Community-run marketplaces are a legacy of our ancestors. The market is the heartbeat of the community – where people come to nourish themselves with food, culture, and traditions. It is a space where vendors, neighbors, friends, and family connect amidst the sounds of community: music, chatter, children laughing, elders reminiscing, mothers exchanging recipes. A marketplace is more than a business, because it is a site for food access and community building.
A marketplace, if seen strictly as an economic enterprise, may not have been established in our community, the Chamizal Neighborhood, one of the most impoverished in the nation, according to the Federal Reserve Bank. The average income here is $12,000 a year. That is perhaps why no major supermarket chain has established a store here. Of course a health food chain is even less likely to be based here, because they target customers with an even greater income.
For nearly 30 years we, the women of La Mujer Obrera, have taken it upon ourselves to create social enterprises based on community needs such as daycare, housing, and food access. We believe that we deserve a marketplace with healthful foods that places community wellness in equal priority with monetary profits – not in spite of our neighborhood’s poverty, but precisely because of it. We deserve access to healthy foods because our grandparents, parents, children, and grandchildren are being assaulted by an epidemic of diabetes, heart disease, and obesity that is unprecedented and in large part due to the types of foods that are available and affordable for us. We have a right to shift the course of our own destinies and defend our communities from deaths due to chronic diseases.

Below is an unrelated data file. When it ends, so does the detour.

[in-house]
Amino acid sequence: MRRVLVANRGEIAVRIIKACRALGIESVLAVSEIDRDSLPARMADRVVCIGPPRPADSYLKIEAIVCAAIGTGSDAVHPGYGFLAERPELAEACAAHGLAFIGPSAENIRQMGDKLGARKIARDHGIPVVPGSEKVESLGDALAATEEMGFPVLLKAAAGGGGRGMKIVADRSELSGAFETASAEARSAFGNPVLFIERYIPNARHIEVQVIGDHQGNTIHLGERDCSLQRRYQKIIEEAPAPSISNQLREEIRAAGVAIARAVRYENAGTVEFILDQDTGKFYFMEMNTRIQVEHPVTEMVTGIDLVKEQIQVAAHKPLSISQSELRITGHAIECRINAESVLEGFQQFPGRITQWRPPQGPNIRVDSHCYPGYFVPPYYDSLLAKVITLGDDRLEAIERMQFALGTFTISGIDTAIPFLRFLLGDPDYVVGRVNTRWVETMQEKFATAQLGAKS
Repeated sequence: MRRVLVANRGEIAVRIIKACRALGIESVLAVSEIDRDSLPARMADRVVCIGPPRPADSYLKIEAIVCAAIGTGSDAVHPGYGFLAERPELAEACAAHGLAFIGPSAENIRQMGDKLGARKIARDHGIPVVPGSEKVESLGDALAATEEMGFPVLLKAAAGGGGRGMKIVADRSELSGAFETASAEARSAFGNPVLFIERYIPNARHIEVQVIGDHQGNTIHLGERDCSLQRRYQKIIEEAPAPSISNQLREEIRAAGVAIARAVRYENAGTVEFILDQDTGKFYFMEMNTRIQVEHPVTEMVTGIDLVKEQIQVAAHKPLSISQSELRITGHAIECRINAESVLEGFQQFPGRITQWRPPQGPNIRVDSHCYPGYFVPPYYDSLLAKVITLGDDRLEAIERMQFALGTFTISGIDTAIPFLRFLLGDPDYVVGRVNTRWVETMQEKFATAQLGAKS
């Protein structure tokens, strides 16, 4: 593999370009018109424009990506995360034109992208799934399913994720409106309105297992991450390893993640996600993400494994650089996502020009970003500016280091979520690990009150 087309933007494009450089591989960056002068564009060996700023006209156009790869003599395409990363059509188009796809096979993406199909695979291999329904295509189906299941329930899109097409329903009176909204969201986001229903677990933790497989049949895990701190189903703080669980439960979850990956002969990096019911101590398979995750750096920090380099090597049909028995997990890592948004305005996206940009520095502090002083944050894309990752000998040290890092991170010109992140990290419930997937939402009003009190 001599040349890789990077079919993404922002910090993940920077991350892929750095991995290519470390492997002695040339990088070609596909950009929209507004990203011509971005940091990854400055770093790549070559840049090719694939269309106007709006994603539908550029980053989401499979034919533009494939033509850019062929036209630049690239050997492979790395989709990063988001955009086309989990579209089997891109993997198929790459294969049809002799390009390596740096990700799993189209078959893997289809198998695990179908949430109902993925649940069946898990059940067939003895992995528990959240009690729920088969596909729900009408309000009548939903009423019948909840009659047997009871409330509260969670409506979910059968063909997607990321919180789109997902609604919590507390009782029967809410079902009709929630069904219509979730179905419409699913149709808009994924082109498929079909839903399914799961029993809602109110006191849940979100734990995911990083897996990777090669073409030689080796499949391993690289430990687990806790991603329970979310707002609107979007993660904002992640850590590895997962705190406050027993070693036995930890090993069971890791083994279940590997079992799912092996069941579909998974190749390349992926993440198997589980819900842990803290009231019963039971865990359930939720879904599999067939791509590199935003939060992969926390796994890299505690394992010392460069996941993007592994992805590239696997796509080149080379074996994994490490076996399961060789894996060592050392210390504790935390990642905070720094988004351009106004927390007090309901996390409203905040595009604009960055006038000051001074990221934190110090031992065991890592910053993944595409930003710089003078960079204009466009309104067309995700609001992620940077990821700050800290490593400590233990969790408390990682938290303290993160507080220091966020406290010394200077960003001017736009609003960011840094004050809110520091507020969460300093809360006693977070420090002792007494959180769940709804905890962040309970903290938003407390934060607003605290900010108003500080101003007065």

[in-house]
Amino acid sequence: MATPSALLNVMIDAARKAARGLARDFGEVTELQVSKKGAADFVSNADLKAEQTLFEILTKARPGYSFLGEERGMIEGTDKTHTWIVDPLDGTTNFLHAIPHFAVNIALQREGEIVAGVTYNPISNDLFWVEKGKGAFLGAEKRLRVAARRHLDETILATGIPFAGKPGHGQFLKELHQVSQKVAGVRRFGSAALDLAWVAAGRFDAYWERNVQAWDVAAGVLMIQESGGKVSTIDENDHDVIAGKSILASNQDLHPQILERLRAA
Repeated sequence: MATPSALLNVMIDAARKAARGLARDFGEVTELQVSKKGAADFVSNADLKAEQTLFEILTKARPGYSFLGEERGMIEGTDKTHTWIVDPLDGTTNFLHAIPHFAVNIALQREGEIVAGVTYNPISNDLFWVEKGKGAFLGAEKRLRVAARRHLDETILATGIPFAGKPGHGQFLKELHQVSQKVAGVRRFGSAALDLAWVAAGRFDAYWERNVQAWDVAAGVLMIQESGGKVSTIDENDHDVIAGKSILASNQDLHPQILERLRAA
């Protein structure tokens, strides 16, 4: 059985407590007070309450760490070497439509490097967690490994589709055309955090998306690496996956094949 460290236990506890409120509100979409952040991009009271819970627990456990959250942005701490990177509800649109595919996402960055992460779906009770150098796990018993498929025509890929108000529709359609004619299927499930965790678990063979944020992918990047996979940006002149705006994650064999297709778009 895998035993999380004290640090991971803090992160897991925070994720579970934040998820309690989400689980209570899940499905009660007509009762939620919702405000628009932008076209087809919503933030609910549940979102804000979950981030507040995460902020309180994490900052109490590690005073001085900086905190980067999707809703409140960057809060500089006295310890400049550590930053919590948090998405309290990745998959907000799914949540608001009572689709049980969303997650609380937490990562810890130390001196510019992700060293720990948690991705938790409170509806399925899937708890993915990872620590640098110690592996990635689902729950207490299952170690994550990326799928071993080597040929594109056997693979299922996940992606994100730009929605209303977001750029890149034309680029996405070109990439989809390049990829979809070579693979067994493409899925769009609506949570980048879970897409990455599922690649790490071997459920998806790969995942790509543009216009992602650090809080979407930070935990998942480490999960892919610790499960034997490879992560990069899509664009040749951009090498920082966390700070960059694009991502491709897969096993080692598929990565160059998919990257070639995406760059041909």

We also have a right to healthful foods that are based in our culture, history, and traditions. The traditional Mesoamerican diet is a stark contrast to what people associate with Mexican food today. We have a right to know and utilize ingredients like amaranth and chia, which were outlawed during the Spanish conquest as part of a military strategy. At Mercado Mayapán , we are re-learning about ingredients of the Mesoamerican diet, having taste tests, cooking demonstrations, and nutrition education for our staff and our community in English and in Spanish.
Now, we are working to start an indoor Farmers’ Market at Mercado Mayapán . We are working with farmers who do not use pesticides and whose small farms (50 acres or less) are located within 100 miles of El Paso. And although business strategists encouraged us to place our Farmers’ Market at more profitable locations in town and to target more affluent customers, we are happy to house the Farmers’ Market in this neighborhood, where people need it the most. Our food stamp friendly Farmers’ Market, with promotional and educational materials in both English and Spanish, will be housed in Mercado Mayapán , amidst the fair trade artisan goods, fresh food court, and cultural programming the women of La Mujer Obrera have worked hard to establish.
Our traditional markets and our traditional foods and cooking preparation methods were inherently healthy. It is our right to celebrate and live those roots. It is a legacy we will leave to our children and grandchildren.
Mercado Mayapán is currently open Friday-Sunday from 8 a.m. to 5 p.m. The Farmers’ Market will be inaugurated June 4, 2011 at 11 a.m.